We explore the Merits – or Marriage – of Lean and Six Sigma. We’ll highlight the differences between the methodologies and how they complement each other by using an example of spreading mulch.
Part of a series.
Seemingly a match made in heaven, the marriage of Lean and Six Sigma methodologies is approaching another anniversary.
Having made it past the seven-year itch and going into the teen years, the question is: Will the marriage last? The connection between these two business process improvement approaches was not loved at first sight but more of a mutual friendship that developed into a long-term relationship.
Here’s how it all began:
Waste Elimination + Flow (Speed) = Cost Savings + Margin/Revenue Growth
Lean was the older one, a little more mature than Six Sigma, but Lean brought passion to the relationship. While born from manufacturing parents, Lean has evolved and grown into a mature methodology that benefits from more than just the manufacturing industry. Lean has adapted itself to be an effective tool across industry verticals, and while traditionally focused on Waste Elimination and Flow, its principles can bring emotion to spice up any process in the home or office environment.
Statistical Solutions and Designs = Optimization and Stable Operations
Six Sigma was born from a similar lineage, rooted in statistical models and analytics. Early on, Six Sigma was given nurturing and praise from Allied Signal and GE, resulting in its early stardom. Six Sigma has the looks and fame, but all the attention has not gone to its head. It remains logical and sensibly ground in the numbers that help keep it relevant while continuing to garner popular, cameo roles.
The Pairing of Lean and Six Sigma
The pairing of Lean and Six Sigma seemed unlikely, given their difference in age, styles and fame, but they are a classic “opposites attract” coupling, with both making the other better.
The emotion and passion of Lean, with the logical thinking of Six Sigma, create a dynamic duo similar to the movie “Notting Hill,” where the simple shop owner falls for the movie star. (Don’t ask me how I know this. I’m more of the Lord of the Rings kind of guy, but it’s what you do for a loving wife. Besides, the movie fits my analogy.)
An Example of the LSS Marriage
The merits of this Lean Six Sigma (LSS) marriage can also be told through the example of mulching at our home (always a fun event). For this year’s mulch weekend – yes, two full days of labor – we were down one worker, with my daughter off to Spain doing research. My son, however, had just graduated high school and was lucky enough to be available (he had no choice).
As we started out, my son managed the logistics, loading and delivering mulch to my wife and me to spread it. Initially, we could spread it faster than he could reload. But as we moved to a different part of the house, we had to spread by hand. With his youthful energy, he sprinted back and forth, reloading and then taking a break until we needed him again. After some time of this going on, I saw the error in our process. We were not balancing the load, so I decide to use this as a teaching moment.
I explained to my son that with his speed, the breaks were great for him, but the other two workers (us) had yet to take a break. It would be better to balance this out, so we could keep everyone working at the same pace (value added = spreading mulch). With this in mind, we rebuilt the process flow. He became more flexible in how he supplied, helping spread at times and overall reducing the waste – downtime – in the process. Yes, we did take breaks, but as a team, not individually (I’m not that much of a taskmaster).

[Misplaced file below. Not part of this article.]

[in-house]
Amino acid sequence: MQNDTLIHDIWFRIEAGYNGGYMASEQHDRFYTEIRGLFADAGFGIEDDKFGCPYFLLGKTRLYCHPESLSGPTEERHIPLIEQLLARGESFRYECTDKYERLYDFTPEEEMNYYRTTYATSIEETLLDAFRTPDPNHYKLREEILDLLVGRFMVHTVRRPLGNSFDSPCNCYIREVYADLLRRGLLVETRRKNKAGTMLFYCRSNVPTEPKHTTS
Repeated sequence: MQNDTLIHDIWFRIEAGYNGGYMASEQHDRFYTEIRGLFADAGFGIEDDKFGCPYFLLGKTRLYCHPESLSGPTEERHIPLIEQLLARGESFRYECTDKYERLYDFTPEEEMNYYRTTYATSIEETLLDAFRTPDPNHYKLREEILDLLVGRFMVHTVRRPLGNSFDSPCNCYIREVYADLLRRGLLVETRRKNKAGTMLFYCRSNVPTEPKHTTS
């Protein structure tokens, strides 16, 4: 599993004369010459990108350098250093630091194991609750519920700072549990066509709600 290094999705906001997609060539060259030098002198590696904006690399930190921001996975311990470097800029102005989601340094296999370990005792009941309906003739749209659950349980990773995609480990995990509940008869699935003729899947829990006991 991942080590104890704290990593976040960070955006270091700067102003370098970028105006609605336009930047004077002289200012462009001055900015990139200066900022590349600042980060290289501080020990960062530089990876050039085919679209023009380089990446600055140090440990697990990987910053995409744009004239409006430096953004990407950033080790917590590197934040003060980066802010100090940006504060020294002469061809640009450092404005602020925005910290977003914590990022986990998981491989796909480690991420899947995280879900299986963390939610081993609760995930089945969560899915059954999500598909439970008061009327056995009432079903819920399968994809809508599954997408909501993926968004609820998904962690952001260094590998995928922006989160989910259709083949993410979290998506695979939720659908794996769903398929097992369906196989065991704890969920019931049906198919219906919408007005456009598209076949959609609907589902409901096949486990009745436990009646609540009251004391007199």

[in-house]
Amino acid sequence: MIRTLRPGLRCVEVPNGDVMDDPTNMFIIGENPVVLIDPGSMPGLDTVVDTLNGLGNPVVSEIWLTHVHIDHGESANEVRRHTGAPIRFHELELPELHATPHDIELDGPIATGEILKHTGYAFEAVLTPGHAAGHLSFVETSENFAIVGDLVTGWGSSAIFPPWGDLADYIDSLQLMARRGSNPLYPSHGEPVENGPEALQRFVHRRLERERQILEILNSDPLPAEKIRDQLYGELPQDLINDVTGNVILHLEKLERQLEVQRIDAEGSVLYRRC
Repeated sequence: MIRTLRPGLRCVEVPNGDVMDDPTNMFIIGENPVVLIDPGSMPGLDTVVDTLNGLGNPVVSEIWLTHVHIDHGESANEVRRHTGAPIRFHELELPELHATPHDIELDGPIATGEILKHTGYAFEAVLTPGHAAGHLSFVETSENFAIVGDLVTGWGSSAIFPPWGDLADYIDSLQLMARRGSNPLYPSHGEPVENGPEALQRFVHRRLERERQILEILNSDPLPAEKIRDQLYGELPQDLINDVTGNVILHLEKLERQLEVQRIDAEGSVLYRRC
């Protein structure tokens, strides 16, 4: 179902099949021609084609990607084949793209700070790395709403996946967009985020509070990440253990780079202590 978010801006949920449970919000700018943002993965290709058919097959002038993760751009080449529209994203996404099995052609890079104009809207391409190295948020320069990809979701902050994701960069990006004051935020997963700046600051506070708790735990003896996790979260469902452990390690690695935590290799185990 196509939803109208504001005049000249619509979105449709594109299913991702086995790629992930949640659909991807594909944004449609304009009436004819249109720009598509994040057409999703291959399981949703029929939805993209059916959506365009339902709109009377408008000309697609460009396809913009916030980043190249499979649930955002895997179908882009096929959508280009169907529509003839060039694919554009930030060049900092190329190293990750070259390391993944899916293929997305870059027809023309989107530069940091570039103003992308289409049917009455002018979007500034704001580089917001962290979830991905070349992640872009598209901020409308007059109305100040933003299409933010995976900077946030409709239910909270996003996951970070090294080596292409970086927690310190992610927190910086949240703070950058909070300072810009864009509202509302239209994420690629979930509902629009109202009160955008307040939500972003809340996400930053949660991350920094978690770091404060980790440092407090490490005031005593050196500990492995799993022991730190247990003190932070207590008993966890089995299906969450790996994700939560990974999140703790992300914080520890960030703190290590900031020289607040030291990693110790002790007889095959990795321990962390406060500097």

The other aspects of our mulch spreading were the volume, the number of cubic yards, and how thick we spread it. While mulching, we started spreading it thin to assure we did not run out.
Last year, for the first time ever, about halfway through the pile, we realized we were going to have a lot left, so we started going heavier as we spread – and then almost ran out by the time we finished. By the time we were ready to finish the last section, we were down to the last wheelbarrow. Thinking back, we had a lot of variation in the thickness of mulch in the beds.
How Blending Lean and Six Sigma Helped
This is where Six Sigma tools are useful: check the mulch levels (Measure) and define the variation (Analyze). Knowing this, we could help reduce the variation and overall amount we got for next year (Improve and Control). While Lean helped to improve our workflow, Six Sigma would have helped to reduce our variation in the mulch’s thickness.
At the end of mulch day, I actually shared this same story with my loving family. (Looking back, this was probably not the best time to share my thoughts. I am sure it was just because we were tired and had enough of the mulching, but they were about done with my “Teaching Moments.” Next time, I will bring this up after we are well-rested and the mulch has cleared from our lungs and sinuses!)
This is the foundation on which Lean and Six Sigma have built their relationship, and why they will grow old together. Lean is a great way to eliminate waste, balance the process and improve throughput and speed as a team. Six Sigma can then come in as the optimizer, reducing the variation in the process and ensuring consistent performance to meet goals. The blending of methodologies and tools to help improve almost any business problem.
Next year, it will most likely just be my wife and me for mulch weekend. I am sure, with Lean Six Sigma, we will be able to procure less mulch and finish in less than two days! (Or, I could just hire someone else to mulch it for us, but I just know how much she looks forward to that weekend).
We will see if the logical side or the emotional side wins this battle!